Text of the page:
Drawing on sociolinguistics, this chapter proposes an encoding–decoding perspective on evaluation, conceptualizing codes as interpretive schemas that are encoded by firms and decoded by audiences. A key element in this process is code complexity, denoting combinations of interdependent elements. We demonstrate that the evaluation of code complexity depends on the type of audience (professionals and laypersons) and the type of complexity (technological and aesthetic). We analyze the attribution of awards by professionals and the public in luxury watchmaking, featuring three mechanisms: the social embeddedness of audiences, their motivation for evaluation and supply-and-demand matching. The results attest to significant differences in the evaluation of technological and aesthetic code complexity by professionals and laypersons. There is a premium attributed to aesthetic code complexity by professionals and a premium attributed to technological complexity by laypersons. Finding the right type and level of code complexity to pursue in their offerings is a key strategic challenge for producers.

Details

Aesthetics and Style in Strategy
Type: Book
ISBN: 978-1-80043-236-9

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Article

Yuan-Cheng Chang and Napawan Jaisook

The purpose of this study aims to understand if there are any differences in the influence of aesthetic experience and creative self-efficacy on innovative behaviors of…

Abstract

Purpose

The purpose of this study aims to understand if there are any differences in the influence of aesthetic experience and creative self-efficacy on innovative behaviors of Thai students and Chinese international students and whether creative self-efficacy has a mediating effect between aesthetic experience and innovative behavior.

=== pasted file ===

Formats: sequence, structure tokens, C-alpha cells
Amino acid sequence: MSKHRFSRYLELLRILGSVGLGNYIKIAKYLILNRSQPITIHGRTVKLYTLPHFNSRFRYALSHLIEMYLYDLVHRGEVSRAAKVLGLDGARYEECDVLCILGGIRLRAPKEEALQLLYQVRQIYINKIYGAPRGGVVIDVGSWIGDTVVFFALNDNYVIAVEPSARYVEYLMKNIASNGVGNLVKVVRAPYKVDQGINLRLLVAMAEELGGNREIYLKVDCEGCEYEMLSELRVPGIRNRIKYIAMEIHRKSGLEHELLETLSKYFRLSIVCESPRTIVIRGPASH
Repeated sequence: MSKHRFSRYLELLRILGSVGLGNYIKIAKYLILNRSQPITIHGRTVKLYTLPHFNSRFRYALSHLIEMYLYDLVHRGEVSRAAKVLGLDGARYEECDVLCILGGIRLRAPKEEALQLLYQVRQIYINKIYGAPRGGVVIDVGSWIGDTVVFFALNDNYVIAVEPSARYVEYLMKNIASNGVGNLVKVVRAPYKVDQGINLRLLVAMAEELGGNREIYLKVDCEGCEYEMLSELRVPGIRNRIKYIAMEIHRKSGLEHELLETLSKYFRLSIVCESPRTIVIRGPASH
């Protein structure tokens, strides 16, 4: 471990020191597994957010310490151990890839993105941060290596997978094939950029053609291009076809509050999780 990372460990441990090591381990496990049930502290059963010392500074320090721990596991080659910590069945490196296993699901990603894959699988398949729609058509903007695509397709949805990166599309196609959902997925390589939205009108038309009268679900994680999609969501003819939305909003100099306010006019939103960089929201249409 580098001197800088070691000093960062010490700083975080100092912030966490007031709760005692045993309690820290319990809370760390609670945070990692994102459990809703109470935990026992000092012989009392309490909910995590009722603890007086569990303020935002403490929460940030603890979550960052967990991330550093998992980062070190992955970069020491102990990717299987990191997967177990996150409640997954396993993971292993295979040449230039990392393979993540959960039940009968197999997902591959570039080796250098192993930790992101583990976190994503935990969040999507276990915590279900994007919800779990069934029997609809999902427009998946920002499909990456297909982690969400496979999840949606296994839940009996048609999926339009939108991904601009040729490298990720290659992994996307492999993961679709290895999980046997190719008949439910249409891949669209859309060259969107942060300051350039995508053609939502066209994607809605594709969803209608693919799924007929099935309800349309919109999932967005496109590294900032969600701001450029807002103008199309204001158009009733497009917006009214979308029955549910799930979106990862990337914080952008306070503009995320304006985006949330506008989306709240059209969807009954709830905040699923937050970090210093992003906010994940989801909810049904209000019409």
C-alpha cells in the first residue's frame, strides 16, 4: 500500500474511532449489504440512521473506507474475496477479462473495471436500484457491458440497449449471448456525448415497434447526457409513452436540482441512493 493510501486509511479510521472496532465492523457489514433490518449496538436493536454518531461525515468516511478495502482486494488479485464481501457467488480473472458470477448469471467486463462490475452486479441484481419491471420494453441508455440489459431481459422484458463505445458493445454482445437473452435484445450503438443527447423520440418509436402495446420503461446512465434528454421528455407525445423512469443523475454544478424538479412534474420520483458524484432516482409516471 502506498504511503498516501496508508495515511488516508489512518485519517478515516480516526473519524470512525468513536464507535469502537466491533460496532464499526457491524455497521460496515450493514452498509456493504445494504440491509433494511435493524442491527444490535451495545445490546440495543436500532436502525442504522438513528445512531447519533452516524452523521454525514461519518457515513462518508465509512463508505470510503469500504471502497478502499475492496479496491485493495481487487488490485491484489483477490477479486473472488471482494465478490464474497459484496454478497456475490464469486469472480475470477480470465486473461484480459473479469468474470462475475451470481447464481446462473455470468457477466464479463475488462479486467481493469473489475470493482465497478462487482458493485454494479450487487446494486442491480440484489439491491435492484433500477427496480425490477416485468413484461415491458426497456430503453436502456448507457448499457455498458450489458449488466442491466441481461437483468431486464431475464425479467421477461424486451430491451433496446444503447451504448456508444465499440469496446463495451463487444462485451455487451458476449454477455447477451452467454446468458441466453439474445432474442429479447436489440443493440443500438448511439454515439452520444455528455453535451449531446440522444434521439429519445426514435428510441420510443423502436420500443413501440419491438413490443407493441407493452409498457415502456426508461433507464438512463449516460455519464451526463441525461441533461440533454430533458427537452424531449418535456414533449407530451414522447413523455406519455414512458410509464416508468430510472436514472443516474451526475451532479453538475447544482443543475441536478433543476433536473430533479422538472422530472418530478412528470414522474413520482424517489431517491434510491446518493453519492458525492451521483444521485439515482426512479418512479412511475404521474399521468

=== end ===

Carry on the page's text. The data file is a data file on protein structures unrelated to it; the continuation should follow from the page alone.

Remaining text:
Design/methodology/approach

Three Thai universities with Chinese international students were selected through purposive sampling. There were 329 valid responses, consisting of responses from 170 Thai students and 159 Chinese students. The data were analyzed by employing multigroup structural equation modeling.

Findings

The analysis of the differences between the students of the two countries shows that the influence of aesthetic experience on creative self-efficacy, as well as the creative self-efficacy on innovative behavior of Chinese international students, is greater than that of Thai students, while the influence of aesthetic experience on innovative behavior of Thai students is greater than that of Chinese international students.

Originality/value

There are some differences between Thai and Chinese students, which could be attributed to their differing environments, cultures and prior learning experiences.

Details

Journal of Applied Research in Higher Education, vol. ahead-of-print no. ahead-of-print
Type: Research Article
ISSN: 2050-7003

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Article

Christin Seifert and Veena Chattaraman

This study aims to provide a holistic understanding of how visual storytelling influences the objective and subjective cognitive responses of consumers, namely objective…

Abstract

Purpose

This study aims to provide a holistic understanding of how visual storytelling influences the objective and subjective cognitive responses of consumers, namely objective aesthetic impression and subjective aesthetic association, and aesthetic judgments in response to differing levels of novelty in design innovations.

Design/methodology/approach

A mixed-factorial experimental study manipulating the novelty of chair designs (moderate/high) and visual design stories (present/absent) was conducted among 263 female US consumers to test the proposed research model.

Findings

With respect to the main effects of novelty and visual design stories, consumers had more positive cognitive responses and aesthetic judgments to: product designs with moderate (vs high) novelty; and products with visual design stories than without. A significant interaction effect uncovered that visual design stories particularly aided products with high (vs moderate) design novelty with respect to objective aesthetic impressions. Examination of the structural relationships between the variables revealed that subjective aesthetic associations mediate the relationship between objective aesthetic impressions and aesthetic judgments.

Practical implications